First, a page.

View full screen - View 1 of Lot 107. A PAIR OF IMPORTANT EARLY DUTCH PARCEL-GILT SILVER TORAH FINIALS, ROTTERDAM, 1649.
107

A PAIR OF IMPORTANT EARLY DUTCH PARCEL-GILT SILVER TORAH FINIALS, ROTTERDAM, 1649

Estimate:

80,000

to
- 120,000 USD

Property from the United Synagogue, London

A PAIR OF IMPORTANT EARLY DUTCH PARCEL-GILT SILVER TORAH FINIALS, ROTTERDAM, 1649

A PAIR OF IMPORTANT EARLY DUTCH PARCEL-GILT SILVER TORAH FINIALS, ROTTERDAM, 1649

Estimate:

80,000

to
- 120,000 USD

Lot sold:

176,400

USD

Property from the United Synagogue, London

A PAIR OF IMPORTANT EARLY DUTCH PARCEL-GILT SILVER TORAH FINIALS, ROTTERDAM, 1649


globular tower form, the staves engraved with blooming plants emerging from patterned bases, the lower bodies with monster-headed brackets on matted grounds, enclosing auricular openings hung with bells, the second tier with masonry arches between female-headed scroll brackets topped by gilt finials, pierced "domes" and openwork bud-form top sections, the finials formed as buds emerging from lavers and basins, probably of a later date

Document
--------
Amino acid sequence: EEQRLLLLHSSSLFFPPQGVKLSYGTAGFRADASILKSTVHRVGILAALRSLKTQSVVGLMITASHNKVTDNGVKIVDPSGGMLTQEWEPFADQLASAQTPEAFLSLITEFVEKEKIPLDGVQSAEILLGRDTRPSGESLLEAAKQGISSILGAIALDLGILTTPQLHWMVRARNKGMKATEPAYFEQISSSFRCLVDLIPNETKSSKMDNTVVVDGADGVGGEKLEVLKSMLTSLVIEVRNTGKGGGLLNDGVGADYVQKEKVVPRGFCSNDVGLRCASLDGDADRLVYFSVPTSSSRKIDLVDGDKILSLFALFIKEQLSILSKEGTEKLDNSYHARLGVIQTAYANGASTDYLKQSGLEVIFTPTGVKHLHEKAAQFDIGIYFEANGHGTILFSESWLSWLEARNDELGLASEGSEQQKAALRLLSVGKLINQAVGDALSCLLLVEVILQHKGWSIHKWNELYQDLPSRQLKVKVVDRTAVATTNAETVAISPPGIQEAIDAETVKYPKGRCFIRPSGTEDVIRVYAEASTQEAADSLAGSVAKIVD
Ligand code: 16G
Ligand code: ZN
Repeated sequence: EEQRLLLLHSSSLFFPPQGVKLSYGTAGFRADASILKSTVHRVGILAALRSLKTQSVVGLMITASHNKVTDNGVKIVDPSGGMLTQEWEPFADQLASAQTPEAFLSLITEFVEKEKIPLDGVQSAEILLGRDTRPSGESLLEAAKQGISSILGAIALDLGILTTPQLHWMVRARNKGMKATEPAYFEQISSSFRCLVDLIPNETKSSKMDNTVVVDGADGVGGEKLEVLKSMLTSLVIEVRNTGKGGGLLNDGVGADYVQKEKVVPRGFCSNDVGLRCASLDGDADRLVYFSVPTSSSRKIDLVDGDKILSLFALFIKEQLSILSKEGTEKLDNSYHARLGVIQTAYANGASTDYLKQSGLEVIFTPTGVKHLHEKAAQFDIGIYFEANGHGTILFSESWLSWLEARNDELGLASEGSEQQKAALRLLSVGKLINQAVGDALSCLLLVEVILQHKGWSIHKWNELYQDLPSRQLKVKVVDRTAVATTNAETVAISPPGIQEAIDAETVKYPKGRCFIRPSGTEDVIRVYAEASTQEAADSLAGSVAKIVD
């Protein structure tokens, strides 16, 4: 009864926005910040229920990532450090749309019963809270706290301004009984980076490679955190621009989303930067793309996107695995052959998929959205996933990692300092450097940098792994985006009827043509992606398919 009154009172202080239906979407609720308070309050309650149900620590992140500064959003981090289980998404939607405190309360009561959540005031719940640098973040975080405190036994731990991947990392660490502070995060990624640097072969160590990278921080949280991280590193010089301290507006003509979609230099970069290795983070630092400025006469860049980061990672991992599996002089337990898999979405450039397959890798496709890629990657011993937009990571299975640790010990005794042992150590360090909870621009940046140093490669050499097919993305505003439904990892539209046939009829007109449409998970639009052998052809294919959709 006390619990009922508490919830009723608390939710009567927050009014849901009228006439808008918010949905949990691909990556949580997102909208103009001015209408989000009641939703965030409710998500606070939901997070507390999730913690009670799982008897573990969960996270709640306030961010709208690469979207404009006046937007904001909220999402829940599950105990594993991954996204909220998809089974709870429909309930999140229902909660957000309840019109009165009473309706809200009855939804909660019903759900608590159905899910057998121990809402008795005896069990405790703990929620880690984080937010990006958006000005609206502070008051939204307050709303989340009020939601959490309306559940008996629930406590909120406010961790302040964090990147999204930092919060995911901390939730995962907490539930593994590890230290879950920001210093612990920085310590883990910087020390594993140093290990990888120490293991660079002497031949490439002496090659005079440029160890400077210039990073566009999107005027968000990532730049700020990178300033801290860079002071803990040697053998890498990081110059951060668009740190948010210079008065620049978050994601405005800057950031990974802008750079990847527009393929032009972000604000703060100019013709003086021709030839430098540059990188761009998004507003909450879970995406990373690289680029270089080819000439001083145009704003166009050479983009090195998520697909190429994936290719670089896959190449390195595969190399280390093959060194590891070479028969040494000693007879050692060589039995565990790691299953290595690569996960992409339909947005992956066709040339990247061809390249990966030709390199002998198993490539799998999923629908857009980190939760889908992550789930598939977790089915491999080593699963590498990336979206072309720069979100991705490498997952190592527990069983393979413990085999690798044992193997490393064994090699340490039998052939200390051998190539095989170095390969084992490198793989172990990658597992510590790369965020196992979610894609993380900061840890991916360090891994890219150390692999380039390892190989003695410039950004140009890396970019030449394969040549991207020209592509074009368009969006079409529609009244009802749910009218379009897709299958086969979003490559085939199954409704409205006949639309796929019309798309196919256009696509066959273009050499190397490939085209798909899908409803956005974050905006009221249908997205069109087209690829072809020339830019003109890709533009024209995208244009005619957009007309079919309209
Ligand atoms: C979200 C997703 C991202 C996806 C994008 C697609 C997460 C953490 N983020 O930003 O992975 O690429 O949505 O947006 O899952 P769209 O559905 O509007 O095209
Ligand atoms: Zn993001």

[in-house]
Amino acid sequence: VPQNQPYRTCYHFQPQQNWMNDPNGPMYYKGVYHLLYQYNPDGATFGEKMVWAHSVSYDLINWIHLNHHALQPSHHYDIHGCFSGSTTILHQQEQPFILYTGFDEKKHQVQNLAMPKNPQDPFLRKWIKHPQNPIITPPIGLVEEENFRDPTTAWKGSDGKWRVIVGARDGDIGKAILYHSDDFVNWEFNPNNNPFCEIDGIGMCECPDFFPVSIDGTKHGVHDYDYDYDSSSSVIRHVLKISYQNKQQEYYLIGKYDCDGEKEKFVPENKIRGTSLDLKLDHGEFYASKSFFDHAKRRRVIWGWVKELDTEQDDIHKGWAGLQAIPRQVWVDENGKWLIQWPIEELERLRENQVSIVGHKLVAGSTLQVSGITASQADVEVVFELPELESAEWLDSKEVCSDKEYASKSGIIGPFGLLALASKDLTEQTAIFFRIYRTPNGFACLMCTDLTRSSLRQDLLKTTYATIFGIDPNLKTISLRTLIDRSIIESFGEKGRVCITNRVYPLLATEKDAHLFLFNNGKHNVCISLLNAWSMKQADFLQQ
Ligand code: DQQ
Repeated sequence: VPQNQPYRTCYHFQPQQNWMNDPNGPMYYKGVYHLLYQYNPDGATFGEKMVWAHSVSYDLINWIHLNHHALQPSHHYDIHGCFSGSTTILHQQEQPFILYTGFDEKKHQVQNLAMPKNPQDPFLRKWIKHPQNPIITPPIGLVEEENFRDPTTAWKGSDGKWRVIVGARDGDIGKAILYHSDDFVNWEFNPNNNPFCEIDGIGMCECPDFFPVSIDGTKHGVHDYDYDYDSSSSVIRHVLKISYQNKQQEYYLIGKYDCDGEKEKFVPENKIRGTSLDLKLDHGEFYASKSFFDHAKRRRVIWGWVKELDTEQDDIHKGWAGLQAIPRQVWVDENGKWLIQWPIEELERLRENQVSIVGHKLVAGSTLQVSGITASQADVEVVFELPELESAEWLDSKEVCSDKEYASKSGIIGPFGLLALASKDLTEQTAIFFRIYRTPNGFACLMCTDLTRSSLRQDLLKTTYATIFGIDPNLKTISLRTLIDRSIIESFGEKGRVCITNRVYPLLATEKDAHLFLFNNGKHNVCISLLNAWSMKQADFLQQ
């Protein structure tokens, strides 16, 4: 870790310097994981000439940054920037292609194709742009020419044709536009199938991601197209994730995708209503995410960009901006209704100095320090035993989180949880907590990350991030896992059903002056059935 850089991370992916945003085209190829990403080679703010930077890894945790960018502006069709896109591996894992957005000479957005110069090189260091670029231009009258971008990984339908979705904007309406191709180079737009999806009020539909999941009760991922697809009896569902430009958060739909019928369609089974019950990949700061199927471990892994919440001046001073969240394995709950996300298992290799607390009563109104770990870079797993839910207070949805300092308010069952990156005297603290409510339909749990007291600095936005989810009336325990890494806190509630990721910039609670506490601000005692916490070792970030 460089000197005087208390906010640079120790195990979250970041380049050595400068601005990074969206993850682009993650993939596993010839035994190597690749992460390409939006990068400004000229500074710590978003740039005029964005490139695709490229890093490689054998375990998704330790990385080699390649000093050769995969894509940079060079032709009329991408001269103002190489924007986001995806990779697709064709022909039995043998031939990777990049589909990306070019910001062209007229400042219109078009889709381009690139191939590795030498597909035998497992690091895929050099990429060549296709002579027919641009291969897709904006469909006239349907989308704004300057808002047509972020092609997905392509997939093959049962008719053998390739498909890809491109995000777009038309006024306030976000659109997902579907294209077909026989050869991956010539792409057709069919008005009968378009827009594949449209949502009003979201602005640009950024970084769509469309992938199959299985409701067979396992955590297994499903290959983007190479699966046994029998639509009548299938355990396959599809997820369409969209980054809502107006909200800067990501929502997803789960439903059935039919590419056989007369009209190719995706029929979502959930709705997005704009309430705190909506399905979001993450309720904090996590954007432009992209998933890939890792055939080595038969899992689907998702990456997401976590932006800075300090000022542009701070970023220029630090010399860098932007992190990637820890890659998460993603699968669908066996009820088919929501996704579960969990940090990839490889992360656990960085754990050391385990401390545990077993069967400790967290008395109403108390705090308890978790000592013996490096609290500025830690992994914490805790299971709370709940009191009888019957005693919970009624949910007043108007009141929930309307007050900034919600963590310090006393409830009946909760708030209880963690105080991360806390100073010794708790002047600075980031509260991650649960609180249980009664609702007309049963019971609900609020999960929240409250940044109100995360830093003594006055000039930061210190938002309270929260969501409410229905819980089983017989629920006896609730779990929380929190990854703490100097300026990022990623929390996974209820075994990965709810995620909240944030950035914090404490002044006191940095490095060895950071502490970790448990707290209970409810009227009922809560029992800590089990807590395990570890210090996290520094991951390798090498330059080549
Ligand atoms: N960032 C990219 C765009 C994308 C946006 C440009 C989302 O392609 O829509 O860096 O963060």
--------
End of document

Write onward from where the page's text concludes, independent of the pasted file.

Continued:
marked on bases of main section with city mark and date letter E mark, apparently no maker's mark

height 16 3/4 in.

42.5 cm

The first finial with two bells by Abraham Benelisha, London c. 1900, eight bells missing, minor repairs throughout, projecting monster heads now with lead solder, the laver and basins at top possibly of a later date. The second with seven bells missing, three being circa 1800, one circa 1900, one Dutch 19th century.


In response to your inquiry, we are pleased to provide you with a general report of the condition of the property described above. Since we are not professional conservators or restorers, we urge you to consult with a restorer or conservator of your choice who will be better able to provide a detailed, professional report. Prospective buyers should inspect each lot to satisfy themselves as to condition and must understand that any statement made by Sotheby's is merely a subjective qualified opinion.

NOTWITHSTANDING THIS REPORT OR ANY DISCUSSIONS CONCERNING CONDITION OF A LOT, ALL LOTS ARE OFFERED AND SOLD "AS IS" IN ACCORDANCE WITH THE CONDITIONS OF SALE PRINTED IN THE CATALOGUE.